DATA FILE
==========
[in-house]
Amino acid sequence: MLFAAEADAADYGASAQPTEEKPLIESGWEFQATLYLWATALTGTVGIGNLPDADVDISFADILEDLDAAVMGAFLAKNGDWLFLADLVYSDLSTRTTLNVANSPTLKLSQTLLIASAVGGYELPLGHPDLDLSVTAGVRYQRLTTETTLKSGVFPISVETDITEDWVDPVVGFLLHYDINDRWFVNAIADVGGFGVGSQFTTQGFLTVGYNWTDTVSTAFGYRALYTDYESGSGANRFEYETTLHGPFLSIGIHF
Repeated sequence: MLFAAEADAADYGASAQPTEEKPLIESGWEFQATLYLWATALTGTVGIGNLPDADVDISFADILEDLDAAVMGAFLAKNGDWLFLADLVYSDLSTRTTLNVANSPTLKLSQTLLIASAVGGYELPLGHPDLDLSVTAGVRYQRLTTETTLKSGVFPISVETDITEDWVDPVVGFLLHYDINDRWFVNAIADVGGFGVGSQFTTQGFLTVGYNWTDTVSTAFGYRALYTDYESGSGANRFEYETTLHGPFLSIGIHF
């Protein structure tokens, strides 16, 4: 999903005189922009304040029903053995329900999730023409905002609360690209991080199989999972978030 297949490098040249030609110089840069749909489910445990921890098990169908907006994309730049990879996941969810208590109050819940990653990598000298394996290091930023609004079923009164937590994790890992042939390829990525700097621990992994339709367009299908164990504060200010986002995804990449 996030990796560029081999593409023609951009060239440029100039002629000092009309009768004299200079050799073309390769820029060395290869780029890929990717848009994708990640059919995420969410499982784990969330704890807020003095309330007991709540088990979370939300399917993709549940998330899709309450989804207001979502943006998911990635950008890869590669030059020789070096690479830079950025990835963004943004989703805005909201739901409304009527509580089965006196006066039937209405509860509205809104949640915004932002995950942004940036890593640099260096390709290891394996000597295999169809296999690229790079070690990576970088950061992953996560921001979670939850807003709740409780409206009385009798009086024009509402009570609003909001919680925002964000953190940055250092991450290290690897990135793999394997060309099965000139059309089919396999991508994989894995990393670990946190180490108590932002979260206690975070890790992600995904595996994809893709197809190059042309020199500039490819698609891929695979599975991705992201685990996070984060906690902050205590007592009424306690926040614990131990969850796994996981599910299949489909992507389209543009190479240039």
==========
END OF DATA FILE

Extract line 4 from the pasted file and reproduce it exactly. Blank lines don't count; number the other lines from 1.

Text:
């Protein structure tokens, strides 16, 4: 999903005189922009304040029903053995329900999730023409905002609360690209991080199989999972978030 297949490098040249030609110089840069749909489910445990921890098990169908907006994309730049990879996941969810208590109050819940990653990598000298394996290091930023609004079923009164937590994790890992042939390829990525700097621990992994339709367009299908164990504060200010986002995804990449 996030990796560029081999593409023609951009060239440029100039002629000092009309009768004299200079050799073309390769820029060395290869780029890929990717848009994708990640059919995420969410499982784990969330704890807020003095309330007991709540088990979370939300399917993709549940998330899709309450989804207001979502943006998911990635950008890869590669030059020789070096690479830079950025990835963004943004989703805005909201739901409304009527509580089965006196006066039937209405509860509205809104949640915004932002995950942004940036890593640099260096390709290891394996000597295999169809296999690229790079070690990576970088950061992953996560921001979670939850807003709740409780409206009385009798009086024009509402009570609003909001919680925002964000953190940055250092991450290290690897990135793999394997060309099965000139059309089919396999991508994989894995990393670990946190180490108590932002979260206690975070890790992600995904595996994809893709197809190059042309020199500039490819698609891929695979599975991705992201685990996070984060906690902050205590007592009424306690926040614990131990969850796994996981599910299949489909992507389209543009190479240039």